Nov. 14, Newsletter

 








Newsletter  Room 203

Week of 11-14-16

Mystery Reader 11/18/16, at 9:30 Cassie Neu  (wait outside the door) 

Reading:

Good readers use clues in the text to help them figure out what the author doesn't tell them directly. This strategy is called making inferences. Making inferences means using text clues, plus what readers know, to make an educated guess about characters, ideas, or events. Authors usually give enough information in a story so that readers can make inferences. Good readers look at the text carefully and identify the clues or details that help them understand what the author doesn't say directly.

Reading homework includes reading 20 minutes each night.  The 20 minutes should include time when you read to your child and when your child reads independently.  A student needs to read 95% of the words correctly to be at an independent level.  Use the five finger rule.  If they miss five words on a page they need an easier book.  

Spelling: 

Students will review contractions.

Writing:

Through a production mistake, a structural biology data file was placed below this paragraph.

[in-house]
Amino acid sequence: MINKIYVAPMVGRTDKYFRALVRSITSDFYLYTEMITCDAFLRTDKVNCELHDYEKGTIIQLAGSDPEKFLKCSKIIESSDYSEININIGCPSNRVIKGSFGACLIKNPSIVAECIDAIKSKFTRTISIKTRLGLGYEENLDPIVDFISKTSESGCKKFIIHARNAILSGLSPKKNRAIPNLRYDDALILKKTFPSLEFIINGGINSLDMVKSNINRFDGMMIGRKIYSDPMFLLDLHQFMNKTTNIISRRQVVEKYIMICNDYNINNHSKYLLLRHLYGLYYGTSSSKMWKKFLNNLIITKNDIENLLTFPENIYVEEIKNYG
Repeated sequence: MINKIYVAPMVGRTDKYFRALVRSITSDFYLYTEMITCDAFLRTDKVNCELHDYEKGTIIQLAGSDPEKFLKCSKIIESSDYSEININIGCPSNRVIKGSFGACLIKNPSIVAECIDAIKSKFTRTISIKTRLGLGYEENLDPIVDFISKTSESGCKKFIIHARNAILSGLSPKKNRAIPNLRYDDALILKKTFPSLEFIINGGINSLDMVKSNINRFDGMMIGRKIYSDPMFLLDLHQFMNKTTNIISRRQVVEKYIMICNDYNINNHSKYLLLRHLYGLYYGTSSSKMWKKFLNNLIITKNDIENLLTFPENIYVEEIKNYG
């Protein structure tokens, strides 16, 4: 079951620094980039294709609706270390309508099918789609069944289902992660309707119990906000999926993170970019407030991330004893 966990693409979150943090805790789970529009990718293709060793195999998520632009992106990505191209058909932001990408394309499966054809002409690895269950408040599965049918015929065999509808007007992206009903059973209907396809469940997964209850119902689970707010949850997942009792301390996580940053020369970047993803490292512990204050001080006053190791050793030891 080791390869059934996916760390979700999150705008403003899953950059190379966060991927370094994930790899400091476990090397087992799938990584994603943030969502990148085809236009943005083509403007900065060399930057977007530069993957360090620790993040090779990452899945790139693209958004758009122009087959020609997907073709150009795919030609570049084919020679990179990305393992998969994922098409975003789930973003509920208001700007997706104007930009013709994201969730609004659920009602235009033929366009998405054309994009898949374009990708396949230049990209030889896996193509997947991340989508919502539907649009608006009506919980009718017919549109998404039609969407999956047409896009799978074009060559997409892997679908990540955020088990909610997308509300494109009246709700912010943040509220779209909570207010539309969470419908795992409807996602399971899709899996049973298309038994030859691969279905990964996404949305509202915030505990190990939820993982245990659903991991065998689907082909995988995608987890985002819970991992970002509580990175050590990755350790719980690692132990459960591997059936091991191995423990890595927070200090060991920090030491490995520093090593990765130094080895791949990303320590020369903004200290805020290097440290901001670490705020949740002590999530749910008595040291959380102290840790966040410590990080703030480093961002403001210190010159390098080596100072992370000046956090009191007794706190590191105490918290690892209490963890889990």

Students will publish a personal narrative. We will also explore images for early Native American writing.

Math:

Students will learn to compare weights by feel or "heft" and to measure weight using nonstandard and standard units. We will study kilograms, grams, pounds, and ounces.

Please complete pages 51-54 in the Extra Practice book.  Students will keep the book at home and tear out the completed pages. They can return the completed pages.  Do not work ahead in the book! I will give you different math homework if you want more! 

Math Homework:  Students need to memorize the addition and subtraction facts to 20 and multiplication facts for 2, 3, 4, 5, and 10 by the end of the year.  Start practicing and take it slow! 

Social Studies:

Students will be learning about the two Native American tribes of Minnesota. The field trip to Gibbs Farms will kick off the unit and we will study the tribes through the month of November.

Two major Native American tribes—the Dakota (or Sioux) and the Ojibwa (Anishinabe or Chippewa)—lived in the area that is now Minnesota. Small groups from other tribes now also reside in the state, including the Winnebago, who once had reservation land there.

Science:

We will start the Balance and Motion Unit.